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Old 6th March 2008, 00:52   #7
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Quote:
Originally Posted by shuvc View Post
Do the various numbers in the pollution control readings provide one with an understanding of the health/efficiency of the car?

I was comparing the readings for my car taken during summer 07 and winter 07, at Kolkata. On both occasions the car passed the check, but there seemed to be a lot of difference in the readings. Summer 07, Winter 07 readings for my car are given below.

Car: Baleno (Petrol)

CO - the regulation is 0.5% vol
0.004, 0.019 (% vol)

HC - the regulation is 750 ppm
1, 15 (ppm)

CO2 - no regulation specified
11.15, 4.93 (% vol)

O2 - no regulation specified
0.75, 11.63 (% vol)

Lambda - no regulation specified
1.047, 2.648

PEF - no regulation specified
0.542, 0.542

AFR - no regulation specified
15, 38

# Does this indicate that there is more carbon content/unburnt fuel in the exhaust, during the Winter 07 reading?

# Are the differences in figures acceptable?

# Why would these numbers change over a 6 month period?
Yes, the pollution control reading tells u the health/efficiency of the car.
Its directly related but we should also consider the health of the cat also as the readings are taken downstream of the cat.
A decently tuned engine with a bad cat can give high readings also.
Need to consider your engine and your cat for this.
If engine gives mileage and power and emissions are crazy then u know its ur cat !!
An inefficient engine will not burn cleanly, u will notice loss in power and mileage.
Winter/summer will not make so much of a diff if the cooling "system" is working correctly...
I wouldn't go so far and say that summer/winter is causing this, I would consider the state of the engine at the time of taking the readings..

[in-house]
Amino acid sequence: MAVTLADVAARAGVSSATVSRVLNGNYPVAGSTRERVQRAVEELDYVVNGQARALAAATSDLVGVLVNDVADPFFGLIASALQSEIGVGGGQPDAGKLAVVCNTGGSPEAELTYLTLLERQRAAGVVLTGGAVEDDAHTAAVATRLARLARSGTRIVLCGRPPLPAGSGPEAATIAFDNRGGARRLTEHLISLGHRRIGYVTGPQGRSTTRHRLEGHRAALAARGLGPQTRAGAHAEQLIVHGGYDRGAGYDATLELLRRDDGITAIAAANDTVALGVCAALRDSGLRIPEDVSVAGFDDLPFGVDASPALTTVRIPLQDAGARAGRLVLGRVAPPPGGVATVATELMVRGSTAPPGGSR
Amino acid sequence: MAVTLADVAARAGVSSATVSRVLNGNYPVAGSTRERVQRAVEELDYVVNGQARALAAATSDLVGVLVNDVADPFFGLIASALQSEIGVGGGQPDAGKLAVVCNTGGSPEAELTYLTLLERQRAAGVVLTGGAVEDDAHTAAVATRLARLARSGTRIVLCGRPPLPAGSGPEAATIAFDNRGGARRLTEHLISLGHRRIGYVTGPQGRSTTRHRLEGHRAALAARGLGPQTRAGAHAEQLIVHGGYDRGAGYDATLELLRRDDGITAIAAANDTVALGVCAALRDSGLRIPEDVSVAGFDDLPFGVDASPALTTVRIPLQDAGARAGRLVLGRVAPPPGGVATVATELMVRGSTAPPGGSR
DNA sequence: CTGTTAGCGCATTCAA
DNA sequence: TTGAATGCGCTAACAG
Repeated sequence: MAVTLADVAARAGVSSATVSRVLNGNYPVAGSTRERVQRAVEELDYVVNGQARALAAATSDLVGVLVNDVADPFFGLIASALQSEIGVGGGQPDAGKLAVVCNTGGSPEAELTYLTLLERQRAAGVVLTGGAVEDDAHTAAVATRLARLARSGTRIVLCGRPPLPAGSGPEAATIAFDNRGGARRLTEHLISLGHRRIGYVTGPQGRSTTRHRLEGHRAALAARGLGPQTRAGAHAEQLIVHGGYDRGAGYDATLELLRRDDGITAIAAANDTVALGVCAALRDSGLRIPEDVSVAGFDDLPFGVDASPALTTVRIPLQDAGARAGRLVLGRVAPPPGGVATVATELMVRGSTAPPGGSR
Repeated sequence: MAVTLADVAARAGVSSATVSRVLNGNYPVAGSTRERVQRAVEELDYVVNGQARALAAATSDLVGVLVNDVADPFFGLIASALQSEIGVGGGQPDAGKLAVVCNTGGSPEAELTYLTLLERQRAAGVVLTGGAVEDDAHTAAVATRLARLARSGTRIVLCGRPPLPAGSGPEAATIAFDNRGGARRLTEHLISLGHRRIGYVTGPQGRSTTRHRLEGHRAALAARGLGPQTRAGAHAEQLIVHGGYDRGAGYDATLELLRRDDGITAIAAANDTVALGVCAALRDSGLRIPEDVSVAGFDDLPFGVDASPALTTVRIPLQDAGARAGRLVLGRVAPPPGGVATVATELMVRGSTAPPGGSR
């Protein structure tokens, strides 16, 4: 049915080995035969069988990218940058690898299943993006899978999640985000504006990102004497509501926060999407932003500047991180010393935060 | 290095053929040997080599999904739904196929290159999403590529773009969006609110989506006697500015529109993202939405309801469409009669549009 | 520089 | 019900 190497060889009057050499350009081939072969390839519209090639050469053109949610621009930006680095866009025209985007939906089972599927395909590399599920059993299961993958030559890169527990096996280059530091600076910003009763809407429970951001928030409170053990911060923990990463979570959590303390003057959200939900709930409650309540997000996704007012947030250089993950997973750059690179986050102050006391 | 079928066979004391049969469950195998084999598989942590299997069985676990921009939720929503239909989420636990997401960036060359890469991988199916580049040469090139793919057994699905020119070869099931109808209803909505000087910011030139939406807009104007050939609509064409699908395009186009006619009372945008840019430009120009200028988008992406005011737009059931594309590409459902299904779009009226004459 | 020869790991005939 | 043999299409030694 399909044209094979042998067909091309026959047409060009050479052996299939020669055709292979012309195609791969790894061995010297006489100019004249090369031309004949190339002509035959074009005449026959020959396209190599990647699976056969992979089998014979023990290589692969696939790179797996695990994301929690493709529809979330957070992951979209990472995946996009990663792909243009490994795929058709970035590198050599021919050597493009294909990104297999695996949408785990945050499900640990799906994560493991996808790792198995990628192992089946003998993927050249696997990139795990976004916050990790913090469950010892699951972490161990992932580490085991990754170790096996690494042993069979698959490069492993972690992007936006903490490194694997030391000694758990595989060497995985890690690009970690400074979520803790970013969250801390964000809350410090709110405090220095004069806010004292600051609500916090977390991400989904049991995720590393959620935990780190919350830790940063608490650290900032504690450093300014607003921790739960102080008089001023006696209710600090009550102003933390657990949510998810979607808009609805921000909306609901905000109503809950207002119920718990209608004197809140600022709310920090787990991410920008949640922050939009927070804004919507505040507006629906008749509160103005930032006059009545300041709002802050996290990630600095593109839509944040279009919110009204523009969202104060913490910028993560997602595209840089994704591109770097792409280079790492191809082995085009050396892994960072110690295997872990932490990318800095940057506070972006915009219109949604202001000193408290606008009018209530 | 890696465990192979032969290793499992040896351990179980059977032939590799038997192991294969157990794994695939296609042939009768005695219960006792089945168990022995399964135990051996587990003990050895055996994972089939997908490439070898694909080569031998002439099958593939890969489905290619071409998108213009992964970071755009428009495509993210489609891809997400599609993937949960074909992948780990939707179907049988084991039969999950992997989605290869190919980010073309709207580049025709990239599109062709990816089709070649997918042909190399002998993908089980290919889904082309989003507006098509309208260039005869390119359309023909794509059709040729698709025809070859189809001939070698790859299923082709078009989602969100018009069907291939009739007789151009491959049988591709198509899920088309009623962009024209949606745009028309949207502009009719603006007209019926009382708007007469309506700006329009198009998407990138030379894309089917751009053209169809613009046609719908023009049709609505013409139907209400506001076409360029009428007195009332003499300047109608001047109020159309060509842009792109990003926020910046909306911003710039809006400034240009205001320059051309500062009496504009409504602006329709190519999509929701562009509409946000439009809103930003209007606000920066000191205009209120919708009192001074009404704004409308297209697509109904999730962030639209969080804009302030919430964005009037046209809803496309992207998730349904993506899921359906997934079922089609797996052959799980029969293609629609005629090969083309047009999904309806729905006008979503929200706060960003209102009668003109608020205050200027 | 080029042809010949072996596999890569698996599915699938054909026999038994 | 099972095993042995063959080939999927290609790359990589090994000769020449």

how well mantained/tuned was the engine at time of those readings.
I've never heard of AFR of 38
Your lambda readings say 1.047 and 2.648 , 2.648 sounds very lean.

#High CO is due to incomplete burning of air fuel mix , something which we see when engine is running rich.. e.g in the morning when the ECU is in open loop, it just adds more fuel , u end up with high CO readings.
the cat is not able to completely oxidise the gasses and u get higher readings
Now if an engine is having above average CO readings during normal operating temperture in closed loop u can guess there is something wrong with the tune/cat.
the readings for a 4 gas analyser such as the one used for your baleno takes readings while running at a high rpm ..so definately its at operating temp and not being affected by winter/summer..


High HC and CO are due to richer mixtures in engine and incomplete oxidation in the cat
O2 and CO2 increase with leaner mixtures .. because of more oxygen in the mix, this again causes more oxidation in the cat

# dont know what are the threshold values for these in India if they are good enough for clearing the pollution checks in India, is the Baleno EuroII or EuroIII compliant ?

#Within 6 months anything can happen, u may require valve clearance adjustment, o2 sensor replacement, may have damaged cat, spark plugs have become dirty, ignition timing may be out of spec,EGR valve and PCV valve maybe not working correctly etc etc its a huge list..
anything can make ur numbers fluctuate between ur 1st and 2nd set of readings
But atleast the summer/winter wont cause much deviation.
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Old 6th March 2008, 01:30   #8
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as far as i understand, the PUC equipment is meant to take readings at manufacturer-specified idle speed, no load.
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Old 6th March 2008, 01:59   #9
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There are a few things in this case worth mentioning.

The difference between the behaviour of this particular car, at the two instances of readings, has only been a considerable drop in FE.

The original thread is this

http://www.team-bhp.com/forum/techni...d-repairs.html (Baleno FE drop post flood repairs)